JEFF MILLS [00:06:54] Yeah. So that’s a good point, because what we have most enterprise is take an approach looking at the platform, it’s tried and tested, it’s secure, it’s fast, it’s scalable, it’s easy to use. And there were great points that you need to make sure are covered. There are probably some things in the background that kind of just left behind a little bit. And, you know, these are really important to the overall working of the system going forward. So, for instance, one of the things you want to do is make sure that the talent pool surrounding the content platform you have is great. It’s nothing worse than getting a content platform in and then struggling to find people to maintain it, to look after it, to build on it going forward. And normally, a small talent pool will mean higher running costs. So you really wanna try to avoid that. The other thing is, you know, is this platform a flash in the pan? I mean, this is the technology industry, after all. So is it something that’s grown up just because they may have a couple of, the content platform they have a couple of enterprise customers doesn’t mean they’re truly an enterprise platform and you may be in a pitfall, you know, you can’t move away from this, this is very proprietary, you can’t move away from in the future. And then there are things like backward compatibility. There are content platforms that have been around for some time, like WordPress. And you’re to make sure that backward compatible, the amount of people who come after having used a different system sometimes say, oh, I’m struggling to move from version 7 to version 8, and it’s costing me a year of time and X amount of money. So you need to make sure that a backward compatibility is as good as possible. This is more the softer stuff as well, which is highly important is things like the support infrastructure. You know, have they’ve got 24/7 support? Can you go to them and talk to someone who has deep technical knowledge straight at their fingertips? Or do you have to suddenly go through the versions of people to try and get the right answer? Because you know, time is money. And every time something is going wrong, the longer it takes to fix, the worse it is. You also wanna make sure it’s extendible. You know, it’s flexible. It’s extendable because what you need today is really what you’re gonna need in a few years time. So are you going to have to kind of, you know, throw this thing out and try something else in a few years time? And then the final thing that we normally get to is who owns the stack that this is being held on? You’ve got a great content platform. You’re looking at a vendor that will do this for you. And they’ve got some great people are kind of looking at this in the background. But are they then going to actually take this whole system and host it with someone else? You want to see if they’ve got their own infrastructure and just how good that infrastructure is.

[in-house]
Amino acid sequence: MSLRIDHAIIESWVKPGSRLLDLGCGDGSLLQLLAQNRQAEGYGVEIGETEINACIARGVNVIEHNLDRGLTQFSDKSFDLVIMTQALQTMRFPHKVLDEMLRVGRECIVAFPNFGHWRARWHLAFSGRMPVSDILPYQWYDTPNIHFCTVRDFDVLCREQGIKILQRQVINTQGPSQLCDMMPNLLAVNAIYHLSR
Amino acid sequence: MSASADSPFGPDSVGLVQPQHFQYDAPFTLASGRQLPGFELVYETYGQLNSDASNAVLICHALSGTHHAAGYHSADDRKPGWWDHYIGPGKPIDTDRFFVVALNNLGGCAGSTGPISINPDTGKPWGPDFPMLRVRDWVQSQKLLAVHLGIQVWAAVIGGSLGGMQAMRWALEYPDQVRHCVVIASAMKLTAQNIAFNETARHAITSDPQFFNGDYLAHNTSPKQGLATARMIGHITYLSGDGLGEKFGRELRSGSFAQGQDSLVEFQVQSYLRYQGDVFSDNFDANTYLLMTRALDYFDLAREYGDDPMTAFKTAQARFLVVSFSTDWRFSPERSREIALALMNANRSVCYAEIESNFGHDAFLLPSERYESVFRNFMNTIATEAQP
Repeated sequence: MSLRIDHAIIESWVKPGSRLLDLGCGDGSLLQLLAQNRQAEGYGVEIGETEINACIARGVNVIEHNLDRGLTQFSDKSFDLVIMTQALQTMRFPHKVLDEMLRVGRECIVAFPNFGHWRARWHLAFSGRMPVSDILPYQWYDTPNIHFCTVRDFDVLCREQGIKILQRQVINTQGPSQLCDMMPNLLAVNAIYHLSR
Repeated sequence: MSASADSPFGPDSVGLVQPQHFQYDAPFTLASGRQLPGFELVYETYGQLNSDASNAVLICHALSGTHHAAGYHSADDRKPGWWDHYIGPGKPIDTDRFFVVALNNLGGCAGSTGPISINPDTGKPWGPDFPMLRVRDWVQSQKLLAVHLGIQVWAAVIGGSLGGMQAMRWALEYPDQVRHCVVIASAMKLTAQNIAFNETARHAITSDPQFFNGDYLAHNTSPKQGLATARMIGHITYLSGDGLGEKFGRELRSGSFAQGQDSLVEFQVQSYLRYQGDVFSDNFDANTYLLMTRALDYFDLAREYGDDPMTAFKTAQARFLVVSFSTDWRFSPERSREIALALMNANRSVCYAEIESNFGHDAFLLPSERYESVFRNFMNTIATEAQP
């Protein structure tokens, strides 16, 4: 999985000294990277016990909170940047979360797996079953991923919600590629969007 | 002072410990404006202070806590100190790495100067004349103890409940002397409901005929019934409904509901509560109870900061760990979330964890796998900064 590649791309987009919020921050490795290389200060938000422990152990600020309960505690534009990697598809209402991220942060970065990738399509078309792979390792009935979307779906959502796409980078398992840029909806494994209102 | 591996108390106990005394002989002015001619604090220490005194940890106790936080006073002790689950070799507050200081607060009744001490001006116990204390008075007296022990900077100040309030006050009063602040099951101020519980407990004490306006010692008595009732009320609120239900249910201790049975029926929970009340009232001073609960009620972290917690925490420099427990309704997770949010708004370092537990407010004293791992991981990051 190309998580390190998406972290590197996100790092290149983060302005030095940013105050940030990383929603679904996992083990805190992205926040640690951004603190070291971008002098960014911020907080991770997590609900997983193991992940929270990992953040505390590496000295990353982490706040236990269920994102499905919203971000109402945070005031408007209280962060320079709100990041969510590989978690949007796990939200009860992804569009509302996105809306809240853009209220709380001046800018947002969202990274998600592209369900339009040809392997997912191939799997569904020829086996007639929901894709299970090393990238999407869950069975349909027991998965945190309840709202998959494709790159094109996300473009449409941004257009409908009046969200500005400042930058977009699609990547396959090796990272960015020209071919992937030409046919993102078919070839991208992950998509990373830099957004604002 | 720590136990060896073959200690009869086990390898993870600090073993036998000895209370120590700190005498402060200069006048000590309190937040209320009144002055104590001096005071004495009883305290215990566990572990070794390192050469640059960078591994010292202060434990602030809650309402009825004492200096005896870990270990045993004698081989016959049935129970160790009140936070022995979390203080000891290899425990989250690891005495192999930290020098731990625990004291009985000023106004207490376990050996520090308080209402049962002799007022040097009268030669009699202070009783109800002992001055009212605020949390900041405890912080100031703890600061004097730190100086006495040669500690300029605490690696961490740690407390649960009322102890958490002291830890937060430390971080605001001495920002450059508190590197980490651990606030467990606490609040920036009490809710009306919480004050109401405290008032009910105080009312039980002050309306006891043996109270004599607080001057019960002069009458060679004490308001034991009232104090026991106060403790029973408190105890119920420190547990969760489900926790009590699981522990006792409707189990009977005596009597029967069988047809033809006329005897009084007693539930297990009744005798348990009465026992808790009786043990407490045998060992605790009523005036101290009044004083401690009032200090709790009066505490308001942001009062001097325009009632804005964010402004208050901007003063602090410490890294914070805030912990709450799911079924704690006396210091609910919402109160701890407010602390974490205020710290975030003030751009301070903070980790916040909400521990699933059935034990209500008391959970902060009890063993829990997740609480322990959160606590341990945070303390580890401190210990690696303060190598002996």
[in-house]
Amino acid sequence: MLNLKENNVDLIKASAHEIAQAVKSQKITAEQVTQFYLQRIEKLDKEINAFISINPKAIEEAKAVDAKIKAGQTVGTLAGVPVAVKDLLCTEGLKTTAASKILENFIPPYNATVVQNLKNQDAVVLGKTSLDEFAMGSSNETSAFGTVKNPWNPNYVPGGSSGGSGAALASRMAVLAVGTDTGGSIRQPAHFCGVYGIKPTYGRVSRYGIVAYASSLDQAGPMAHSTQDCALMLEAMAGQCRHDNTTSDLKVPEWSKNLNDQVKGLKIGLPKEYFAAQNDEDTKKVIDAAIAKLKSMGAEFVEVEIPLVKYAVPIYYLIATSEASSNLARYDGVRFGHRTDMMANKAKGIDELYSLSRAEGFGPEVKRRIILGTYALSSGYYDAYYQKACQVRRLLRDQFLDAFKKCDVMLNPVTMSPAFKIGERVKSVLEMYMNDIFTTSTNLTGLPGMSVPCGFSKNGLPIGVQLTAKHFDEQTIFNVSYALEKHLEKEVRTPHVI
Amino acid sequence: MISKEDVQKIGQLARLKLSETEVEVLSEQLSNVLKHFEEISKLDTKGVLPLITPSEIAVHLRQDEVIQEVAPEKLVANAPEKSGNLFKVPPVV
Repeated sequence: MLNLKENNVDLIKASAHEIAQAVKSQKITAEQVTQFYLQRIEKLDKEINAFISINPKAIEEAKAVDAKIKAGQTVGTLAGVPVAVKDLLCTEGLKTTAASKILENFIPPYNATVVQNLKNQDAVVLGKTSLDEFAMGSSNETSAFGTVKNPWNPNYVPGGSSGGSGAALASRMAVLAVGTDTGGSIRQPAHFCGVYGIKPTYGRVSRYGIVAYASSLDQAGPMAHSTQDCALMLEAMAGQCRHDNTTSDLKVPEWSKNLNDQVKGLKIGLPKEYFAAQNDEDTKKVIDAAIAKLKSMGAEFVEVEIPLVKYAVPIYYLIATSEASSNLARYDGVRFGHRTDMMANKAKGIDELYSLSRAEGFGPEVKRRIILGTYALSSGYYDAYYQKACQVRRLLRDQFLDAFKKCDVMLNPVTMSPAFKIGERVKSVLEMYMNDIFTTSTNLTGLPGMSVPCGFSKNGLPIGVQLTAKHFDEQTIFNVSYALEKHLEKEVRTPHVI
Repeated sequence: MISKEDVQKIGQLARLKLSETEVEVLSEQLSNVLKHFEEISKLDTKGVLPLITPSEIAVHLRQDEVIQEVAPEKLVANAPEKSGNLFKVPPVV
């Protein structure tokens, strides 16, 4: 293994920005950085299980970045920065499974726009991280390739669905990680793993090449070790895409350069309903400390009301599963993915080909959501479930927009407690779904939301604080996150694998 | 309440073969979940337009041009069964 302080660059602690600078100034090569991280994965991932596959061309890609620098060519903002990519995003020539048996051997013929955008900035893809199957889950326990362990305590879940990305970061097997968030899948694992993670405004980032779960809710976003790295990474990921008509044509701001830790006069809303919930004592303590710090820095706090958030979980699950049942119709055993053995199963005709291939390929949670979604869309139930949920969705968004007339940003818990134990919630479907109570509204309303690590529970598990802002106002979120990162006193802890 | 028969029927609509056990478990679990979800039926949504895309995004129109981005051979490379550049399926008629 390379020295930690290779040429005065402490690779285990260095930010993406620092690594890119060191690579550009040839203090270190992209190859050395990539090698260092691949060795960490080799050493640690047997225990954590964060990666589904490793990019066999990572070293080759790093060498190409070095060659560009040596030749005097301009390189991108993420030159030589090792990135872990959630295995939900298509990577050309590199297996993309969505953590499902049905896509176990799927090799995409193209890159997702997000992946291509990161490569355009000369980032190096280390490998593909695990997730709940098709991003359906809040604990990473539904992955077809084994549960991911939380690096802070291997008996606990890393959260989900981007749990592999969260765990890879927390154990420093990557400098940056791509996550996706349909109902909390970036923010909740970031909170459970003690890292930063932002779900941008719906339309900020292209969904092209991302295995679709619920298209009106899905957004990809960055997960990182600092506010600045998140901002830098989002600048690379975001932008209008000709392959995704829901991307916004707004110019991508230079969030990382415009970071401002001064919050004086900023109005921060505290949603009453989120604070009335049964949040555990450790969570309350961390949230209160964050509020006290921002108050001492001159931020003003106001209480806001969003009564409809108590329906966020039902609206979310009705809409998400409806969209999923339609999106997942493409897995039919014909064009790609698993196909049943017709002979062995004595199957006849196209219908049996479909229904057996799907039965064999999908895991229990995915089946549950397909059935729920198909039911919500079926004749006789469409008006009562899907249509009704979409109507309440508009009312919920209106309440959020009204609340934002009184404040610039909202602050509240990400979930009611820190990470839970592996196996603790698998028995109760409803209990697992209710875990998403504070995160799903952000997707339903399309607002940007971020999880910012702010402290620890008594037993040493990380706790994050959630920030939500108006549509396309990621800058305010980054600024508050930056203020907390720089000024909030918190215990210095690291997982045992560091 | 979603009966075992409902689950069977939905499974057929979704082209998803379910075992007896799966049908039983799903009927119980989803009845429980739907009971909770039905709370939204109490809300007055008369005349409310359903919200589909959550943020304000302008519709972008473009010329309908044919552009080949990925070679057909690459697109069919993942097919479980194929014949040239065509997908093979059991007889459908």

ANDREW MCLEAN [00:09:16] Yeah. No, absolutely. It makes it makes a lot sense. Well, the other thing that if I were in enterprise I would be asking you about is… people just give you a better context to ask this question. It’s not quite specific to what you’re talking about. But when you mentioned some of the systems that certainly popped up because of this pandemic. One of the things that we’ve noticed has been a rise in what they call shadow I.T., which is people just getting the credit card boom, boom, boom, boom, boom. You know, we’ll have this for video calling and this for this. And this for this. And this for this. And of course, not only it’s a nightmare for data handling and all sorts of other things. But cybersecurity obviously becomes a big thing. But content platforms are the same. Okay, they’re more structured because, you know, no one’s gonna put on. No one’s gonna get a credit card out. Go right. Right quick. We’re going to build this 50 server farm. But people are, I think people are very much more aware of the dangers of cybersecurity and what can go wrong. So with that in mind, what should a company be aware of? When looking at content platforms… in regards to security, cybersecurity, and just keeping it locked down.